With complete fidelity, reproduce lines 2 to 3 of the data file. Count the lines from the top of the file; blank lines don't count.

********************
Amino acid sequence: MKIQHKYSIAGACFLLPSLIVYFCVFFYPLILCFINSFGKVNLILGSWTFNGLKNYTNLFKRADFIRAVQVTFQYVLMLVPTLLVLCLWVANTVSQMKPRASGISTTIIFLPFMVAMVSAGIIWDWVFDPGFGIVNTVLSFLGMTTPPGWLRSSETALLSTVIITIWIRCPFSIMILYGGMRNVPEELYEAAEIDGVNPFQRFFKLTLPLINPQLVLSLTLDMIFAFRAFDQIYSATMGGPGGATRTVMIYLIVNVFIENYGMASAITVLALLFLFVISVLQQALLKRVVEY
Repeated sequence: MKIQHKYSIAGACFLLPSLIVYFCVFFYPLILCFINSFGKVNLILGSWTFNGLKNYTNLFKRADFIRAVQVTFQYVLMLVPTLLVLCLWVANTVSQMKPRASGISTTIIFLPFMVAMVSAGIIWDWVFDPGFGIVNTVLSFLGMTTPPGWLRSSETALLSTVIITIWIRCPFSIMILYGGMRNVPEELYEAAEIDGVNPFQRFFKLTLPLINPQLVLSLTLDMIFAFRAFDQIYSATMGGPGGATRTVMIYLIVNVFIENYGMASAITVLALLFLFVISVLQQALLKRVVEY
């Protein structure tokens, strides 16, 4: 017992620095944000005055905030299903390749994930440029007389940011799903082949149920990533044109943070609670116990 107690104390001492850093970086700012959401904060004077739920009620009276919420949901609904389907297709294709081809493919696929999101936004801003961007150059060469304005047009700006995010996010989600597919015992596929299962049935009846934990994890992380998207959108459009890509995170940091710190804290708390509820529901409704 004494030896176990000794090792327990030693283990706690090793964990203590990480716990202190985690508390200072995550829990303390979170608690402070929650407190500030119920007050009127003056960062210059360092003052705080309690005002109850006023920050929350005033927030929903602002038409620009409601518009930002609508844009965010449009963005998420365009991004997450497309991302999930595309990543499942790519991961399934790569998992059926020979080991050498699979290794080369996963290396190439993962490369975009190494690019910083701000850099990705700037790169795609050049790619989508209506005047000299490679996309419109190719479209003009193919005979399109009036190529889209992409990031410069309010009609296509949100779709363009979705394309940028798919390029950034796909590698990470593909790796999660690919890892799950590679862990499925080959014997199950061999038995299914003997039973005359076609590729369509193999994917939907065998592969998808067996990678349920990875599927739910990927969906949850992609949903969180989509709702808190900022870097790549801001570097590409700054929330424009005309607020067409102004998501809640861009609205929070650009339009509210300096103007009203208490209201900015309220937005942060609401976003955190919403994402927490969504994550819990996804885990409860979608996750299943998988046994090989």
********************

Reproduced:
Repeated sequence: MKIQHKYSIAGACFLLPSLIVYFCVFFYPLILCFINSFGKVNLILGSWTFNGLKNYTNLFKRADFIRAVQVTFQYVLMLVPTLLVLCLWVANTVSQMKPRASGISTTIIFLPFMVAMVSAGIIWDWVFDPGFGIVNTVLSFLGMTTPPGWLRSSETALLSTVIITIWIRCPFSIMILYGGMRNVPEELYEAAEIDGVNPFQRFFKLTLPLINPQLVLSLTLDMIFAFRAFDQIYSATMGGPGGATRTVMIYLIVNVFIENYGMASAITVLALLFLFVISVLQQALLKRVVEY
């Protein structure tokens, strides 16, 4: 017992620095944000005055905030299903390749994930440029007389940011799903082949149920990533044109943070609670116990 107690104390001492850093970086700012959401904060004077739920009620009276919420949901609904389907297709294709081809493919696929999101936004801003961007150059060469304005047009700006995010996010989600597919015992596929299962049935009846934990994890992380998207959108459009890509995170940091710190804290708390509820529901409704 004494030896176990000794090792327990030693283990706690090793964990203590990480716990202190985690508390200072995550829990303390979170608690402070929650407190500030119920007050009127003056960062210059360092003052705080309690005002109850006023920050929350005033927030929903602002038409620009409601518009930002609508844009965010449009963005998420365009991004997450497309991302999930595309990543499942790519991961399934790569998992059926020979080991050498699979290794080369996963290396190439993962490369975009190494690019910083701000850099990705700037790169795609050049790619989508209506005047000299490679996309419109190719479209003009193919005979399109009036190529889209992409990031410069309010009609296509949100779709363009979705394309940028798919390029950034796909590698990470593909790796999660690919890892799950590679862990499925080959014997199950061999038995299914003997039973005359076609590729369509193999994917939907065998592969998808067996990678349920990875599927739910990927969906949850992609949903969180989509709702808190900022870097790549801001570097590409700054929330424009005309607020067409102004998501809640861009609205929070650009339009509210300096103007009203208490209201900015309220937005942060609401976003955190919403994402927490969504994550819990996804885990409860979608996750299943998988046994090989």